The following is a link for an article published by The Washington Post, detailing a teen’s experience with sexting: “And everyone saw it” by Jessica Contrera.
For more information, see State Sexting Laws and Tips for Dealing with Teen Sexting.
Judge, A.M. (2012). “Sexting” among U.S. adolescents: Psychological and Legal Perspectives. Harvard Review of Psychiatry, 20(2), 86-96.
Pelayo, A. (2016). Sexting: what it is, who it affects, and how it affects them. High School Insider, Los Angeles Times. Retrieved from http://highschool.latimes.com/st-genevieve-high-school/sexting-what-it-is-who-it-affects-and-how-it-affects-them/.
Rice, E., Gibbs, J., Winetrobe, H., Rhoades, H., Plant, A., Montoya, J., & Kordic, T. (2014). Sexting and sexual behavior among middle school students. Pediatrics, 134(1), 21-28.
Written by Calyssa Middleton
Quick Overview of Borderline Personality Disorder
Borderline Personality Disorder (BPD) is a personality disorder with patterns of behavior and cognition that are maladaptive. These patterns are known to have an impact on the ability to form healthy interpersonal relationships. All of the symptoms of BPD listed by the Diagnostic and Statistics Manual of Mental Disorders (5th ed.; DSM-5) can be found at this link.
How does BPD affect relationships?
In one study, participants wrote in a diary every day for 14 days and discussed experiences in their romantic relationships. These entries were intended to test the hypothesis that individuals with BPD perceive relationship experiences more negatively than individuals without BPD. The results indicated that BPD features - even when controlling for relationship satisfaction, total number of relationship experiences, and depressive symptoms - were correlated with a more negative view of all interactions within the relationship (Bhatia, Davila, Eubanks-Carter, & Burckell, 2013). Even when the individual’s partner did positive things in the relationship, individuals with BPD viewed these actions negatively. For example, their partner saying “I love you” was often perceived as negative, rather than positive, by individuals with BPD because they distrust their partner’s love.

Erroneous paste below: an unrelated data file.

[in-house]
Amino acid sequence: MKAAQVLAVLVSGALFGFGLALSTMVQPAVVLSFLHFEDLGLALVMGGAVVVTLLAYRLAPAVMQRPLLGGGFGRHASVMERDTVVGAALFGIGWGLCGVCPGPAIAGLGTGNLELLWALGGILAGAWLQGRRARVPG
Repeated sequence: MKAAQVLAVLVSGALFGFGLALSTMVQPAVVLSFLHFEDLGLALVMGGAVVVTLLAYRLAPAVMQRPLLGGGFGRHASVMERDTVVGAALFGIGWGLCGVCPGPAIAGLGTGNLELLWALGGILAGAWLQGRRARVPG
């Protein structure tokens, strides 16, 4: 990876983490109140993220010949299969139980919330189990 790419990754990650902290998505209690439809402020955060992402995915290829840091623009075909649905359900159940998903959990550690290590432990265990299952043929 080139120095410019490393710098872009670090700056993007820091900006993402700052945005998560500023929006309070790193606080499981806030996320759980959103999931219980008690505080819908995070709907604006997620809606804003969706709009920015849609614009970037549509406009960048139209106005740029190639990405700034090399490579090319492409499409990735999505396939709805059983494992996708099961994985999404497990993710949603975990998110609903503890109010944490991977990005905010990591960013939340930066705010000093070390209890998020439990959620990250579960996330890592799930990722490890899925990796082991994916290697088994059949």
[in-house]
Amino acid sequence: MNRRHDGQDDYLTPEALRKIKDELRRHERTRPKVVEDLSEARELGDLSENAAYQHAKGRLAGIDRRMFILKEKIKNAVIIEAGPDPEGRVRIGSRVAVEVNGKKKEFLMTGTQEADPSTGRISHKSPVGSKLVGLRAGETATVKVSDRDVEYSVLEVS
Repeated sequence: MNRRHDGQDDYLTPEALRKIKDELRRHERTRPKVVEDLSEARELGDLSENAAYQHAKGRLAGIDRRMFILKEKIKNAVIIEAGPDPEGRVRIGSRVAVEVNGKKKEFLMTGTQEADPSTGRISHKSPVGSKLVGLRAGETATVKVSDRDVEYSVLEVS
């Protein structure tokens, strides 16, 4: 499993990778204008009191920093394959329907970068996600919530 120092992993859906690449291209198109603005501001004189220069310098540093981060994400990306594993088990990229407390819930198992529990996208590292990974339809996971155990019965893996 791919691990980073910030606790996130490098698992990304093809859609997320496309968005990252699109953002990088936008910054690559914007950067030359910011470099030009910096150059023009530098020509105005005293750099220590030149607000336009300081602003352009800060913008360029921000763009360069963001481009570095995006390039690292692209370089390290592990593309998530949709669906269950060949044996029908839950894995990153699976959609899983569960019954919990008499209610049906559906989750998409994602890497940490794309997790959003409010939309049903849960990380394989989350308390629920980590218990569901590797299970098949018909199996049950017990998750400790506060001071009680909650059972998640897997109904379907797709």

Another study focusing on relationship dysfunction in those with BPD found that attachment was specifically related to romantic dysfunction (Hill, 2011). Insecure attachment styles, such as ambivalent attachment, were the largest predictors of relationship dysfunction for those with BPD. Ambivalent refers to having mixed feelings and contradictory ideas; those with this attachment style tend to crave intimacy and close relationships but push others away due to a lack of trust. Individuals with insecure attachment styles are already known to experience more difficulty in their relationships; thus, those with an insecure attachment style and BPD symptoms have the most difficulty maintaining healthy relationships.
How can one cope with BPD and its effect on relationships?
There are a few known treatments for BPD, with dialectical behavioral therapy (DBT) being one of the most common. This therapy focuses on helping the individual learn to manage emotions. This management leads to benefits in many areas, including less anger and improved social functioning (Barnicot, Gonzalez, McCabe, & Priebe, 2016). Another important factor that DBT addresses is the tendency to self-harm. One study on the treatment processes of BPD indicated that more frequent use of DBT skills is associated with less frequent self-harm and a lower likelihood of dropping out of treatment (Barnicot, Gonzalez, McCabe, & Priebe, 2016). In this study, a significant amount of participants completed the entire treatment process and greatly reduced their suicidal behavior.